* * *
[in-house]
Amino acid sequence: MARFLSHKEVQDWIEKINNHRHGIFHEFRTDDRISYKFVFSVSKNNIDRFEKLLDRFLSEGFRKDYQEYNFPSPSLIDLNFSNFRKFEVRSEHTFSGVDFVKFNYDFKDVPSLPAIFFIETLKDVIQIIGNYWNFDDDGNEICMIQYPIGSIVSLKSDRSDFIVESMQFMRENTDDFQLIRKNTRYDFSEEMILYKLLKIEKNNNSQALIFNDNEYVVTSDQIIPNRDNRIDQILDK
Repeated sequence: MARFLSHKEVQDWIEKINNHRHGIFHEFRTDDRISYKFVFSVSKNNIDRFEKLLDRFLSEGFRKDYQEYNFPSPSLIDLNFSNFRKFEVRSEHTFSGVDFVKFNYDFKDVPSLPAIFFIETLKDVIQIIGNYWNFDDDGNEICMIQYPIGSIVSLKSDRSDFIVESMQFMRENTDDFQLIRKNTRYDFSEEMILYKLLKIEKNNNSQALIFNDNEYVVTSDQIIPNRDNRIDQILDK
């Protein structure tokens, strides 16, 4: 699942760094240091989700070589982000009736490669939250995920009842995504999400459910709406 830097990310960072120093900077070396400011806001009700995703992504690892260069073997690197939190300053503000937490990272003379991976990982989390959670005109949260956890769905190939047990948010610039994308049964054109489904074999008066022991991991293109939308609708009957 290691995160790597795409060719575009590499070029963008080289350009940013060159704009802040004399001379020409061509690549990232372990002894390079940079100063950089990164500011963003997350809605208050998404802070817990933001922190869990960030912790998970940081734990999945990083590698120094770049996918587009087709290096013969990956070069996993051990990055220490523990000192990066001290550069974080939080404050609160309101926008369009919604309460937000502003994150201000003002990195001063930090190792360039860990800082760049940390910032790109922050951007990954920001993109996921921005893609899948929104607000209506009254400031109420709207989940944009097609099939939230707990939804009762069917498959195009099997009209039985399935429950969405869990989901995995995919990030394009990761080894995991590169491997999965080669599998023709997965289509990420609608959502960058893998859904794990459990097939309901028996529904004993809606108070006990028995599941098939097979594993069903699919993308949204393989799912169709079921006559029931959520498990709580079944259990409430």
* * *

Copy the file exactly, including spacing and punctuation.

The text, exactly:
[in-house]
Amino acid sequence: MARFLSHKEVQDWIEKINNHRHGIFHEFRTDDRISYKFVFSVSKNNIDRFEKLLDRFLSEGFRKDYQEYNFPSPSLIDLNFSNFRKFEVRSEHTFSGVDFVKFNYDFKDVPSLPAIFFIETLKDVIQIIGNYWNFDDDGNEICMIQYPIGSIVSLKSDRSDFIVESMQFMRENTDDFQLIRKNTRYDFSEEMILYKLLKIEKNNNSQALIFNDNEYVVTSDQIIPNRDNRIDQILDK
Repeated sequence: MARFLSHKEVQDWIEKINNHRHGIFHEFRTDDRISYKFVFSVSKNNIDRFEKLLDRFLSEGFRKDYQEYNFPSPSLIDLNFSNFRKFEVRSEHTFSGVDFVKFNYDFKDVPSLPAIFFIETLKDVIQIIGNYWNFDDDGNEICMIQYPIGSIVSLKSDRSDFIVESMQFMRENTDDFQLIRKNTRYDFSEEMILYKLLKIEKNNNSQALIFNDNEYVVTSDQIIPNRDNRIDQILDK
């Protein structure tokens, strides 16, 4: 699942760094240091989700070589982000009736490669939250995920009842995504999400459910709406 830097990310960072120093900077070396400011806001009700995703992504690892260069073997690197939190300053503000937490990272003379991976990982989390959670005109949260956890769905190939047990948010610039994308049964054109489904074999008066022991991991293109939308609708009957 290691995160790597795409060719575009590499070029963008080289350009940013060159704009802040004399001379020409061509690549990232372990002894390079940079100063950089990164500011963003997350809605208050998404802070817990933001922190869990960030912790998970940081734990999945990083590698120094770049996918587009087709290096013969990956070069996993051990990055220490523990000192990066001290550069974080939080404050609160309101926008369009919604309460937000502003994150201000003002990195001063930090190792360039860990800082760049940390910032790109922050951007990954920001993109996921921005893609899948929104607000209506009254400031109420709207989940944009097609099939939230707990939804009762069917498959195009099997009209039985399935429950969405869990989901995995995919990030394009990761080894995991590169491997999965080669599998023709997965289509990420609608959502960058893998859904794990459990097939309901028996529904004993809606108070006990028995599941098939097979594993069903699919993308949204393989799912169709079921006559029931959520498990709580079944259990409430």